I know, I know…you’re thinking that I’m being very judgmental here. I guess I am. Yesterday morning when I sat down to eat some scrambled eggs that had been sitting on the counter for a few minutes I made the judgment on the first bite that they were cold. Sometimes judging a situation is easier than deciding on a score at an Olympic diving competition. In this situation the two waiting room individuals made it known to everyone in the same zip code that one of them was about to enter into his eighth marriage, while the other hadn’t followed simple pre-visit instructions that were going to result in his sharing his life wisdom for the others around him for the next four hours. A woman who was evidently related to them kept referring to them as “Dumb and Dumber.” They seemed to take it as a compliment. These two did nothing to change the stereotypes that people have about West Virginians!

The problem in our society is that some forms of stupidity are disguised as how things should be. People don’t see their prejudices and bad behavior as ignorance. They think that’s how the world should be.

And so racism gets portrayed as natural, and white supremacists LOUDLY proclaim that their warped view of the world is normal. Last week someone or someones who were committed to being stupid in life defaced the outside of a Jewish synagogue in Colorado Springs. Stupidity doesn’t just happen east of the Mississippi or in a Huntington physician’s waiting room, or at a Charlottesville, Virginia rally. People do stupid all over the place loudly!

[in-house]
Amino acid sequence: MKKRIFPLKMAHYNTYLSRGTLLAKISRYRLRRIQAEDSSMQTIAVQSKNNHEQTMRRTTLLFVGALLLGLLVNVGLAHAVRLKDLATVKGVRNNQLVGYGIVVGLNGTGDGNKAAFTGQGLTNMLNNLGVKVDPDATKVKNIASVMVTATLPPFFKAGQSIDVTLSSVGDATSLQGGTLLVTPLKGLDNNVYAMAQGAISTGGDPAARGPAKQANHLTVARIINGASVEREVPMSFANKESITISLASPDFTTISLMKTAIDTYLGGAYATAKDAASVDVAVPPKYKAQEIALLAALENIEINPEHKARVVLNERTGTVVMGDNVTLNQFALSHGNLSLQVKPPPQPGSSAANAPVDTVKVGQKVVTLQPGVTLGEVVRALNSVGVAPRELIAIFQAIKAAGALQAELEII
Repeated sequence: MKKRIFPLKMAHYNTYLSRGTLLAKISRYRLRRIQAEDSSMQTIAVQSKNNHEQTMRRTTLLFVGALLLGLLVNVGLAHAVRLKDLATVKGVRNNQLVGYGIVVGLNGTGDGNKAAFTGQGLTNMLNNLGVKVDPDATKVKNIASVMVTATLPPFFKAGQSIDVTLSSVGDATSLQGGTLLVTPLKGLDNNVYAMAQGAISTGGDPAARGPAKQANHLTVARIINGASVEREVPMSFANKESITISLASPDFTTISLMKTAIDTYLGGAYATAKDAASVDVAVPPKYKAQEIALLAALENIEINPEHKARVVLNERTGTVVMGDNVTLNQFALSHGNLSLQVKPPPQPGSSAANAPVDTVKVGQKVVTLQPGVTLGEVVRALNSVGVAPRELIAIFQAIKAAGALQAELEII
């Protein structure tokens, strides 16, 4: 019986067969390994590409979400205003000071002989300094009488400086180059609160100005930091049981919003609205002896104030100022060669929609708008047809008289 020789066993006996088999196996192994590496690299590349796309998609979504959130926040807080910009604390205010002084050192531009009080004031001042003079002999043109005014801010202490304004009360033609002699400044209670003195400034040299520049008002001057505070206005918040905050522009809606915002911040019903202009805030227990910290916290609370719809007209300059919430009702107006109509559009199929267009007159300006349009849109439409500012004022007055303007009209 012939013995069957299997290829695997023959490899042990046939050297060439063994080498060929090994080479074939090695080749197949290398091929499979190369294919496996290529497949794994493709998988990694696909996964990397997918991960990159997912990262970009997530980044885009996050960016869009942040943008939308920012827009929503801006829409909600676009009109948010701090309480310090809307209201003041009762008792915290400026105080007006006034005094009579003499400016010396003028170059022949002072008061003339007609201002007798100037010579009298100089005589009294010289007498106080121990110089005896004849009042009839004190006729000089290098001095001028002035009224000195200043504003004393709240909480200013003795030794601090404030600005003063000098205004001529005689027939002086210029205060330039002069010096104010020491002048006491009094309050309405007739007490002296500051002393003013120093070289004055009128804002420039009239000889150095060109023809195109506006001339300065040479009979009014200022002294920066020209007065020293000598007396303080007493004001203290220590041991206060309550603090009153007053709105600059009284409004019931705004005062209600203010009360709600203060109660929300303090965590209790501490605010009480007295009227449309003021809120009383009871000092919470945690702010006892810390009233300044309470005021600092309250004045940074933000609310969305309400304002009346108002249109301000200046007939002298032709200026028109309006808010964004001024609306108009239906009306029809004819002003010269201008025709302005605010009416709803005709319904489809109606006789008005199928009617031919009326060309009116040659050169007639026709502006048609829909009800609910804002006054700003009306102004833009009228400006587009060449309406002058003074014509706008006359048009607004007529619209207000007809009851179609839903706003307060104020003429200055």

We could go to the bottom line of the Christian faith that says that all people have sinned and fallen short of the glory of God, but, quite frankly, that often gets used as an excuse  for deep-seeded evil and deliberate cruelty.

Stupidity finds a comfortable home in a number of people, snuggles into their decision making, and reveals itself with a blow horn!  There is nothing rational or reasonable about it, and yet multitudes seem to follow it’s enchanting call.

In the midst of our culture’s shouts of lunacy I keep repeating to myself the words of the prophet Amos, “…but let justice roll on like a river, righteous like a never-failing stream.” (Amos 5:24, NIV) In reading those words I envision the thundering sound of a rushing river drowning out the loudness of ignorance!